Whether you’re a resident or a visitor, Open Cambridge offers the chance to discover new corners of the city
Discover the city’s hidden nooks and crannies at Open Cambridge, which returns for a 12th year this September. With more than 80 events, it’s a chance to see treasures which are normally off-limits to the public, including art, architecture and exquisite gardens, plus hear stories about our city’s heritage and fascinating residents, from Viking invaders to spies and scientists.
“The Open Cambridge weekend offers a fantastic opportunity to celebrate the city and enjoy its distinctiveness; the ancient Colleges, the picturesque ‘backs’ and the incredible architecture, old and new, all combine to create a place we feel lucky to live in,” says Open Cambridge coordinator Sue Long. “It’s always been an extraordinary city and we hope this year’s Open Cambridge showcases all those big and little wonders.”
For wining and dining in a jaw-dropping setting, check out the annual Open Cambridge dinner, taking place in the historic splendour of the Corpus Christi dining room. A three-course feast featuring a special guest speaker, it promises to begin the weekend in style on Friday 13 September.
Sure to be popular are the free tours that bring the rich history of the city to life, with tales of famous names, fantastic achievements and infamous student pranks. Literature lovers can explore the University Library to learn how the team there takes care of eight million books, and take a peek at the Victorian and Edwardian collections housed in the building’s imposing tower.
There’s a chance to see the stacks at Queens’ College Old Library, which holds 30,000 volumes, many annotated by generations of Queens’ scholars, and the 17th century St John’s College Old Library, which houses collections spanning over 1,000 years. Then join in with the Literary Cambridge tour to discover some of the many novelists, poets and playwrights connected with the city.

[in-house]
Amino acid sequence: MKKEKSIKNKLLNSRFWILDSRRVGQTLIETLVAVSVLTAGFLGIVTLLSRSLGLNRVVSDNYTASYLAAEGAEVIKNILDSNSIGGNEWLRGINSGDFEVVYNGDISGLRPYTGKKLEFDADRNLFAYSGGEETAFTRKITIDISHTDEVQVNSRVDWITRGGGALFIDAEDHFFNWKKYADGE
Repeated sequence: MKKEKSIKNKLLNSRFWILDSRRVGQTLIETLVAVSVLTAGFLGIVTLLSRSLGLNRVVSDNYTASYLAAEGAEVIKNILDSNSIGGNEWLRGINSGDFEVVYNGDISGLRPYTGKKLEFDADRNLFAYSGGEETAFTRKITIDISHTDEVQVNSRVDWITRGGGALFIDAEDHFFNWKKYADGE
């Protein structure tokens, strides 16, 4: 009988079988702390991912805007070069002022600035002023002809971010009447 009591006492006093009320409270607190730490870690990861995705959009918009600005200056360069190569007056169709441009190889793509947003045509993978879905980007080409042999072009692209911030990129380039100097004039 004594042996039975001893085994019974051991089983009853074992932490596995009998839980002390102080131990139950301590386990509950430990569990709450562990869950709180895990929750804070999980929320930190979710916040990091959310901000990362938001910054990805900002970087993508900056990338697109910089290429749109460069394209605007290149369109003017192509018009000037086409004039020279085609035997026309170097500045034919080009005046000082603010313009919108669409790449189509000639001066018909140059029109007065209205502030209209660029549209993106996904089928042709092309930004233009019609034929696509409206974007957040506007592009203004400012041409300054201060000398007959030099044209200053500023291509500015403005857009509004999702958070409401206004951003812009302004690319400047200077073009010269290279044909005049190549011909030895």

The Observatory at the Institute of Astronomy on Madingley Road will open its doors to guide visitors around marvels which include the great Northumberland and Thorowgood telescopes, and the neo-classical Observatory building itself, which dates back to 1823 and houses one of very few specialist astronomical libraries in the country. There’s also an opportunity to venture down into the city’s – thankfully never needed – nuclear bunker, located at the County Council’s office buildings.
If you love a stroll around a beautiful garden, you’re spoiled for choice, with many colleges opening the gates to their manicured grounds. Admire the Victorian borders at Selwyn, the roses at Wolfson, and the cures, curiosities, tastes and essences at Madingley Hall’s Medicinal Garden – they’ll be hosting a lunchtime BBQ once you’ve worked up an appetite.
There’s art, too, courtesy of a tour of New Hall’s impressive collection; the largest accumulation of works by female artists in the whole of Europe, and science, at the Biomedical Campus, where you can join a tour around this world-leading centre of academia, research and health.
Cambridge’s new Eddington neighbourhood will be laying on a whole day of fun, offering talks, tours, live music, food and entertainment on the 14th. With samba bands, street food and a spotlight on sustainability, it’s a perfect opportunity to visit this fascinating new suburb.
Open Cambridge 2019 runs 13-14 September. Visit opencambridge.cam.ac.uk for more information.